Melania’s plagiarized phrases included “ … values that you work hard for what you want in life, that your word is your bond and you do what you say … that you treat people with respect.” And she advised, as did Michelle, that we pass on the lessons taught us from our parents, “because we want our children in this nation to know that the only limit to your achievements is the [strength of] your dreams and your willingness to work for them.”

The Trump campaign promptly issued a heartfelt apology and promised to find out what happened. It soon learned that the mishap occurred after speechwriter Meredith McIver inadvertently left in whole phrases from Mrs. Obama’s speech after Mrs. Trump had mentioned her as someone she particularly admired.

McIver promptly offered her resignation, but it was refused by Donald Trump, who explained that everyone makes mistakes and that we learn and grow from them.

After hearing of the kerfuffle, Michelle Obama hurried to offer kind insistence that the incident was of no importance, except that it was heartening to show the world that we all share common goals of truth, dream fulfillment and a willingness to work hard for what we achieve and that this is bipartisan.

Presidential candidates Trump and Hillary Clinton promised to use this experience as a foundation for shared values as they work hard as ardent, civilized champions of their respective political parties to present what this means from their personal political standpoint.

Shawn Gilbert, Bloomington


A few observations after reading the Star Tribune’s report

The July 20 article “Across metro, disparity in arrests” states that St. Anthony is not alone in disproportionately arresting black people. I don’t doubt that that’s true. However, I cannot believe the statistics from the interactive map, because all areas of Minneapolis are shown to be 33 percent nonwhite. It makes no sense to compare the disparity between nonwhite adult arrest percentage and nonwhite adult population for all of Minneapolis, when the nonwhite population and police actions vary so widely in the city. Kenwood and Linden Hills are about 12 percent nonwhite, while north Minneapolis is 80 percent to 87 percent nonwhite.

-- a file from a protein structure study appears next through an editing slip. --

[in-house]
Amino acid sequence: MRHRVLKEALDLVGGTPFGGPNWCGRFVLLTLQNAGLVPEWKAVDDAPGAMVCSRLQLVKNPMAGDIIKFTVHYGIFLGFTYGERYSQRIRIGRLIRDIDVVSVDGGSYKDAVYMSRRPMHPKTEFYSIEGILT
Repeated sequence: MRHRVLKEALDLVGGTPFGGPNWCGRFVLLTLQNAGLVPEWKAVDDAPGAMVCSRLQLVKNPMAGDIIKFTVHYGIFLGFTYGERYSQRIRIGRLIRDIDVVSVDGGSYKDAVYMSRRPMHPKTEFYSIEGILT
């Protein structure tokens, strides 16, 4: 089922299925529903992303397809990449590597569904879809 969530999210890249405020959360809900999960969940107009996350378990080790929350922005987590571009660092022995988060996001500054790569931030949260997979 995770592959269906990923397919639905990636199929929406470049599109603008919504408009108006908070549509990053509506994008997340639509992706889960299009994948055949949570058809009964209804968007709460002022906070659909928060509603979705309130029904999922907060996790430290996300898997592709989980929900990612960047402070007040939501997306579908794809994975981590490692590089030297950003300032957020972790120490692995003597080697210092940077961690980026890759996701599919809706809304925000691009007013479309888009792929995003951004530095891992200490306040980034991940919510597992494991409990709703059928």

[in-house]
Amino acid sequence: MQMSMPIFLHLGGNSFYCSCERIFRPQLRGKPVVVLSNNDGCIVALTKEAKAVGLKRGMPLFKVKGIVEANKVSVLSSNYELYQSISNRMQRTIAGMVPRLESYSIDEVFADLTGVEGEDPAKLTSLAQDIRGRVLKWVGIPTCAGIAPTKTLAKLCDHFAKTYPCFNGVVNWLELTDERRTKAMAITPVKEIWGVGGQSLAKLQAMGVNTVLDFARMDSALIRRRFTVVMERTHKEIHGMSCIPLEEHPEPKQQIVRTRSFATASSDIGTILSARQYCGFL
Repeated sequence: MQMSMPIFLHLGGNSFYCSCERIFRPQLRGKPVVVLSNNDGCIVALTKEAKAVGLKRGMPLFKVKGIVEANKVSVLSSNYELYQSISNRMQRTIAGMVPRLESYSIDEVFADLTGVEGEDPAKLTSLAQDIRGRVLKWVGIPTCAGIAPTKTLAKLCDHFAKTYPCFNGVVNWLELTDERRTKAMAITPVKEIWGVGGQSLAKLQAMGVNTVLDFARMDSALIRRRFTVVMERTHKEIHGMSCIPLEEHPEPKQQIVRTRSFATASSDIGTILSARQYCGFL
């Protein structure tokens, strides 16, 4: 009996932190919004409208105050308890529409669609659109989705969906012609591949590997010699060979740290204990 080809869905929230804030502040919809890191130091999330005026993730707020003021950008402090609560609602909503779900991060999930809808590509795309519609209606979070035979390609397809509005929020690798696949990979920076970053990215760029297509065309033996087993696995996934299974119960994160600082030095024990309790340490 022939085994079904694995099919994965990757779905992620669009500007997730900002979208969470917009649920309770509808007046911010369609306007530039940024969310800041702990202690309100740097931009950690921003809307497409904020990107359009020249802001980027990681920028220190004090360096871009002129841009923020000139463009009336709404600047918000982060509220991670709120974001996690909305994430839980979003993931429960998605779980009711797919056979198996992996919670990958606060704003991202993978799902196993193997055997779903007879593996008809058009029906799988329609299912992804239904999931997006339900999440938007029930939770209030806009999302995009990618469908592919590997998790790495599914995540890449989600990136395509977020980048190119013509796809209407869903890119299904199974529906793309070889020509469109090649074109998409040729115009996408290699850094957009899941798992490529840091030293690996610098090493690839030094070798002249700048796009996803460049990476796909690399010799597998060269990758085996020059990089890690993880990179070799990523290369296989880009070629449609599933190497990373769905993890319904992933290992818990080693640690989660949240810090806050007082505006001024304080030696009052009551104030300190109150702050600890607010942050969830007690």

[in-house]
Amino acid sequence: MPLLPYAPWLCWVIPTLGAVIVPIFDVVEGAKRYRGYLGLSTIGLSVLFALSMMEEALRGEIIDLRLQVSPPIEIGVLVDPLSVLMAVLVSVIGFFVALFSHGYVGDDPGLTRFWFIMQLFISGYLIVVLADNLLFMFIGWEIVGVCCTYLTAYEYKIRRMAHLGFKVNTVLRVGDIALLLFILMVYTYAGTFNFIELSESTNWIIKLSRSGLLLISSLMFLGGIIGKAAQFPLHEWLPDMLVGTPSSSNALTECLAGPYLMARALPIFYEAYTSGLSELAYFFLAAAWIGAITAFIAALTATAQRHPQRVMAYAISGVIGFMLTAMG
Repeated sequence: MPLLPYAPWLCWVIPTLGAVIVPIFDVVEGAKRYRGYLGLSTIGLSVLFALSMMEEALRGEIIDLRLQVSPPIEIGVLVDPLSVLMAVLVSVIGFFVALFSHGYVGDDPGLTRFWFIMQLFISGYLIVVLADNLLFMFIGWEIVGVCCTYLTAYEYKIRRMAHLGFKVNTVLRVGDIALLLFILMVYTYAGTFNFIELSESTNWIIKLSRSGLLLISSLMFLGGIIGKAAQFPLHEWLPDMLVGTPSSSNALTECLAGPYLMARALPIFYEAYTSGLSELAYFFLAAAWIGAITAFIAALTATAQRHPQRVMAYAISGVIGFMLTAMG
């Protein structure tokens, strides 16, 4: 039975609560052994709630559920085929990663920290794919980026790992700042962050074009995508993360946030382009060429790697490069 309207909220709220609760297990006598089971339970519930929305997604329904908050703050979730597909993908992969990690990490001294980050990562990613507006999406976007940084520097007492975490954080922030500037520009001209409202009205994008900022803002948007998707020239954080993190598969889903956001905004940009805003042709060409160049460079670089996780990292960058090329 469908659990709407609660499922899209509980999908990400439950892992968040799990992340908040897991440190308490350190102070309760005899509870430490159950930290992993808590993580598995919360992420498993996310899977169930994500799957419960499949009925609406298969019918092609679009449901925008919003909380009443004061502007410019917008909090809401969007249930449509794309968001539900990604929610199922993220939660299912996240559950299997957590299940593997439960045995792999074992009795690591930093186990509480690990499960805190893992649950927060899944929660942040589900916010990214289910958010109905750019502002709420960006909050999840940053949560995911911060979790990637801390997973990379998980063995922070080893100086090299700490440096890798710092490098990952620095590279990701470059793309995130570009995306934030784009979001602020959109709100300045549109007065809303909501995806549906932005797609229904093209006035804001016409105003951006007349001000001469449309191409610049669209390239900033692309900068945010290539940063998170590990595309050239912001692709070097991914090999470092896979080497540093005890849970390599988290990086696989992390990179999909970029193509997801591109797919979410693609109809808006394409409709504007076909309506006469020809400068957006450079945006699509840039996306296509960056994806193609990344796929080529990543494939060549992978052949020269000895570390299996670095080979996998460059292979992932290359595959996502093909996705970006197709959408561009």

No one should ever be killed during a bogus traffic stop, and the death of Philando Castile is a tragedy. I understand that a point is being made about the hugely unjust racial profiling in policing and the senseless killing of black men.

But on my very busy corner on Plymouth Avenue in north Minneapolis, I have never seen any traffic stops for speeding, running stop signs, loud cars or drag racing. No speed traps here, and I wouldn’t wish for them. But a bit more prevention of these lawless activities in the form of crosswalk striping and increased signage would be helpful. When the police do come, mostly to deal with groups of people arguing loudly, there’s been surprising respect on both sides, with a fairly expedient calming of the situation, no matter the color of the people involved.

Tierney Moore, Minneapolis


When it happens, you’ll know

Pay little attention to the weather and/or weather forecasts. I was born and raised in southern Iowa, which is probably hotter and more humid than Minnesota. We had no weather forecasts or folks telling us how hot or cold it was and how much danger we were in from every little cloud that came over, and so far I have survived 84 years. I know it is hot outside if I go outside and it is hot. Same for cold. I particularly notice, though, that the more attention I pay to it, the more uncomfortable I am.

Dale Vander Linden, Delano, Minn.